In far too many shelters today, good dogs get killed by bad testing.  Their ability to tell the difference between a cheap manikin and a real person is being underestimated in a fatally unfortunate way.  Dogs die because human beings can’t – or won’t admit that they can tell the difference between a real hand and a plastic one on a stick.

Audie bites a hand - but NOT the one that feeds him.

Audie chews on a hand - but NOT the one that feeds him.

Before you fly off the handle and dare me to use my own hands to test potentially aggressive dogs let me point out that: a) I do regularly handle aggressive dogs; and b) I believe that there are better ways to test a dog’s willingness to bite in resource guarding than poking a shelter-stressed dog in the face with a stick. 

Most people don’t realize this, but space is a valuable resource to dogs.  Like other social animals, dogs use space, or yielding, as a way to express rank and claim ownership of resources.  When one dog seeks to claim a resource from another, he will often place his body between that dog and the resource – usually facing the other dog as he does so.  This movement/posture is doglish for “back off buddy, this is MINE!”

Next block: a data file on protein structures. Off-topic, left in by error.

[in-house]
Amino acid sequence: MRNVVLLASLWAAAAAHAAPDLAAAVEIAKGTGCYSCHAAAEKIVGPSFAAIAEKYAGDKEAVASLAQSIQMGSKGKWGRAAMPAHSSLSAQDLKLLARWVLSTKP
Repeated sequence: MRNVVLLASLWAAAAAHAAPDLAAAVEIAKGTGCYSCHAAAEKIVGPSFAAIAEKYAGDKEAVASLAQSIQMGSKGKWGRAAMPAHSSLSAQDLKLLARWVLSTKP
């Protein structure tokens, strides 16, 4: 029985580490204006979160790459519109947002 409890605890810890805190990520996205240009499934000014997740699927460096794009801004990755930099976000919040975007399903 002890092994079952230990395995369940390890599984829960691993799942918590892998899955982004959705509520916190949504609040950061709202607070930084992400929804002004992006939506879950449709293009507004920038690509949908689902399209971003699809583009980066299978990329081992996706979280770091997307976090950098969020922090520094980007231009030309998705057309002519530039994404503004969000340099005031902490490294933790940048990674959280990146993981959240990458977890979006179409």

Using this kind of body language yourself with a resource guarding dog – asking him to yield the space around the valued resource to you – will usually elicit an aggressive response from him.  If you do this kind of exercise with the dog safely back-tied so that he can’t reach you - in my opinion – it’s safer than poking him in the face with a stick while he’s eating.  And because you’re gauging the dog’s reaction to a real human – not a bizarrely frightening artificial one - asking him to yield constitutes a much fairer test.

Before you rush out and start using this “method” to test dogs, I strongly suggest that you read this excellent article by Dick Russell on yielding and incorporate it successfully into your own training program for several months before trying it on a strange dog with a questionable disposition.  Yielding is a powerful tool for communication with and between dogs.  It’s an important part of my training program.  But trying to force an aggressive dog to yield can (and likely will) get you bitten if you’re inexperienced and if you don’t take the right kinds of precautions.